Left to itself the mind wanders through all kinds of thoughts — including thoughts expressing anger, craving, depression, revenge, self-pity, etc. As we indulge in these kinds of thoughts we reinforce those emotions in our hearts and cause ourselves to suffer. Mostly these thoughts are about the past or future and we "space out". The past no longer exists. The future is just a fantasy until it happens. The one moment we actually can experience — the present moment — is the one we seem most to avoid, as we rush through our lives as though we are on automatic pilot. So in mindfulness we’re concerned with noticing what’s going on right now in the present. That doesn’t mean we can no longer think about the past or future, but when we do so we do so mindfully, so that we’re aware that we’re actually thinking about the past or future.
However, in mindfulness meditation, when we “space out" into past and present thoughts, we try to notice this and just come back to now in the present. By purposefully directing our awareness away from such thoughts and towards the “anchor” or our present moment experience, we decrease the effect of past and future intrusive thoughts on our lives and we create instead a space of freedom where calmness, contentment and awareness can grow.
Adapted from John Kabat-Zinn, founder of the Mindfulness Based Stress Reduction Program, Univ Mass Med Ct
"It is how an individual accepts stress that determines whether the person can adapt successfully to stress.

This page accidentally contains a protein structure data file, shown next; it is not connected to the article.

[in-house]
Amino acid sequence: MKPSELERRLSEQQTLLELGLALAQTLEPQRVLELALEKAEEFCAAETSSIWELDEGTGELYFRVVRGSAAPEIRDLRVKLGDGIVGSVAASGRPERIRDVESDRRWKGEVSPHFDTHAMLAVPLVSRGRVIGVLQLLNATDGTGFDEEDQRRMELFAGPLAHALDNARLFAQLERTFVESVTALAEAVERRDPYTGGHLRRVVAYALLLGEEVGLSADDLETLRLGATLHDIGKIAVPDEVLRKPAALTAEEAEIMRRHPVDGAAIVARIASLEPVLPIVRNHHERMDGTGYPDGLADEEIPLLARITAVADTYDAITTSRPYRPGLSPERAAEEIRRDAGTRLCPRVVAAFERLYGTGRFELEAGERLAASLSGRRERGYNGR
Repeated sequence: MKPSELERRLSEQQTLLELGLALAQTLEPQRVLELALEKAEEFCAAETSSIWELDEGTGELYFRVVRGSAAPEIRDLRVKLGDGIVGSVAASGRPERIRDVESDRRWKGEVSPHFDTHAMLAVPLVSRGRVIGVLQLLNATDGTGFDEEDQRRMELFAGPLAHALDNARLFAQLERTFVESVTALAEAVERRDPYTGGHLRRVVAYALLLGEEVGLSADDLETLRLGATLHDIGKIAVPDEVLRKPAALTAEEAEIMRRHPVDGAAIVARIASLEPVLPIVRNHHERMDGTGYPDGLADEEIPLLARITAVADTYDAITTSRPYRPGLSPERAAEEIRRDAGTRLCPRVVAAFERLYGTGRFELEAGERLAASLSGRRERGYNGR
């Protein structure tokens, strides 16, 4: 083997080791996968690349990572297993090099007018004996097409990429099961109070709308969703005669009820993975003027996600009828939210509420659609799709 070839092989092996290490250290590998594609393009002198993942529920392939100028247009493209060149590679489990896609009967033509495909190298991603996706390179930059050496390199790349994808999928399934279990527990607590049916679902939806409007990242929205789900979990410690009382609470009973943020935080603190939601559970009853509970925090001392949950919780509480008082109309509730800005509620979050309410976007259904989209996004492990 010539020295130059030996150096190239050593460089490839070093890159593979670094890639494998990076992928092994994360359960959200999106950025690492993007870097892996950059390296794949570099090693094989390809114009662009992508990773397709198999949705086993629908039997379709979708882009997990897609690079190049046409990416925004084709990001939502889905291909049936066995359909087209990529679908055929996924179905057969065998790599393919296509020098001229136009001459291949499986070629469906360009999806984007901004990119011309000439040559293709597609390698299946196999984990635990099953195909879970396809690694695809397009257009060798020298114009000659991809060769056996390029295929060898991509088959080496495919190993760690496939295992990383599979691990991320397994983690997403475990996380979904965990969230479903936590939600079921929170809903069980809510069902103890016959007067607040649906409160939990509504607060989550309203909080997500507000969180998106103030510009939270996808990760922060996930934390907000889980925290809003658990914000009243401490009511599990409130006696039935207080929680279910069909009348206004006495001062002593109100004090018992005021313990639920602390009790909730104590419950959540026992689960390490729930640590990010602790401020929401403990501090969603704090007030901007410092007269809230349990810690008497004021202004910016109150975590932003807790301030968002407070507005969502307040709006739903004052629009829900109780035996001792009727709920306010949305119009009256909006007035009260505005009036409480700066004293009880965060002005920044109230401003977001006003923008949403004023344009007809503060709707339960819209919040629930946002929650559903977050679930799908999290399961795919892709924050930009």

Stress diseases are maladies caused principally by errors in the body’s general adaptation process. They will not occur when all the body’s regulatory processes are properly checked and balanced. They will not develop when adaptation is facilitated by improved perception, interpretation and awareness. The biggest problems with derailing the General Stress Syndrome and causing disease is an absolute excess, deficiency, or disequilibrium in the amount of adaptive hormones — for example, corticoid, ACTH, and growth hormones produced during stress. Unfortunately, with chronic stress, our defense response lowers its resistance since fewer antibodies are produced and an inflammatory response dwindles. Over time, continued strain on your body from routine stress may lead to serious health problems, such as heart disease, high blood pressure, diabetes, depression, anxiety disorder, and other illnesses. Similarly if we reduce our stress through stress management, our defense mechanisms are strengthened and our resistance is heightened. American Institute of Stress